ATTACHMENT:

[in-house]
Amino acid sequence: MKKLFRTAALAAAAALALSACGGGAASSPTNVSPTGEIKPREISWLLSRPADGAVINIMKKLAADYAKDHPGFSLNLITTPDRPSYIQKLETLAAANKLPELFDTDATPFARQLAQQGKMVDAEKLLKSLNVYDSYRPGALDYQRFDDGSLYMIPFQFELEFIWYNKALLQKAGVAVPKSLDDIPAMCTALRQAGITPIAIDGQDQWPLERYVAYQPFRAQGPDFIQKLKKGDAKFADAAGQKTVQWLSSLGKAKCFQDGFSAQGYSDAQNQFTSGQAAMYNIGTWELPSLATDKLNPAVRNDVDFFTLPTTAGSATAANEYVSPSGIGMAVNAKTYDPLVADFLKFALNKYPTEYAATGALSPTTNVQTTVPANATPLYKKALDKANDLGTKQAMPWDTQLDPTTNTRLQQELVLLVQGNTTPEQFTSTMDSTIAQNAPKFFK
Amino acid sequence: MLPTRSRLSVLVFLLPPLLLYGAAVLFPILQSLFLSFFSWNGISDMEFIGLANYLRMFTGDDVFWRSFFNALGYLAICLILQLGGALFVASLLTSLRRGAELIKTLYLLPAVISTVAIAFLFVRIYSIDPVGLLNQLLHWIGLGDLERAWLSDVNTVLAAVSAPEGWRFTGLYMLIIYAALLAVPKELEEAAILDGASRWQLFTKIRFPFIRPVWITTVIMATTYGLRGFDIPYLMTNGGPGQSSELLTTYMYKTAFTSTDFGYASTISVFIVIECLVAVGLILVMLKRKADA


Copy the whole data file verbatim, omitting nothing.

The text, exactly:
[in-house]
Amino acid sequence: MKKLFRTAALAAAAALALSACGGGAASSPTNVSPTGEIKPREISWLLSRPADGAVINIMKKLAADYAKDHPGFSLNLITTPDRPSYIQKLETLAAANKLPELFDTDATPFARQLAQQGKMVDAEKLLKSLNVYDSYRPGALDYQRFDDGSLYMIPFQFELEFIWYNKALLQKAGVAVPKSLDDIPAMCTALRQAGITPIAIDGQDQWPLERYVAYQPFRAQGPDFIQKLKKGDAKFADAAGQKTVQWLSSLGKAKCFQDGFSAQGYSDAQNQFTSGQAAMYNIGTWELPSLATDKLNPAVRNDVDFFTLPTTAGSATAANEYVSPSGIGMAVNAKTYDPLVADFLKFALNKYPTEYAATGALSPTTNVQTTVPANATPLYKKALDKANDLGTKQAMPWDTQLDPTTNTRLQQELVLLVQGNTTPEQFTSTMDSTIAQNAPKFFK
Amino acid sequence: MLPTRSRLSVLVFLLPPLLLYGAAVLFPILQSLFLSFFSWNGISDMEFIGLANYLRMFTGDDVFWRSFFNALGYLAICLILQLGGALFVASLLTSLRRGAELIKTLYLLPAVISTVAIAFLFVRIYSIDPVGLLNQLLHWIGLGDLERAWLSDVNTVLAAVSAPEGWRFTGLYMLIIYAALLAVPKELEEAAILDGASRWQLFTKIRFPFIRPVWITTVIMATTYGLRGFDIPYLMTNGGPGQSSELLTTYMYKTAFTSTDFGYASTISVFIVIECLVAVGLILVMLKRKADA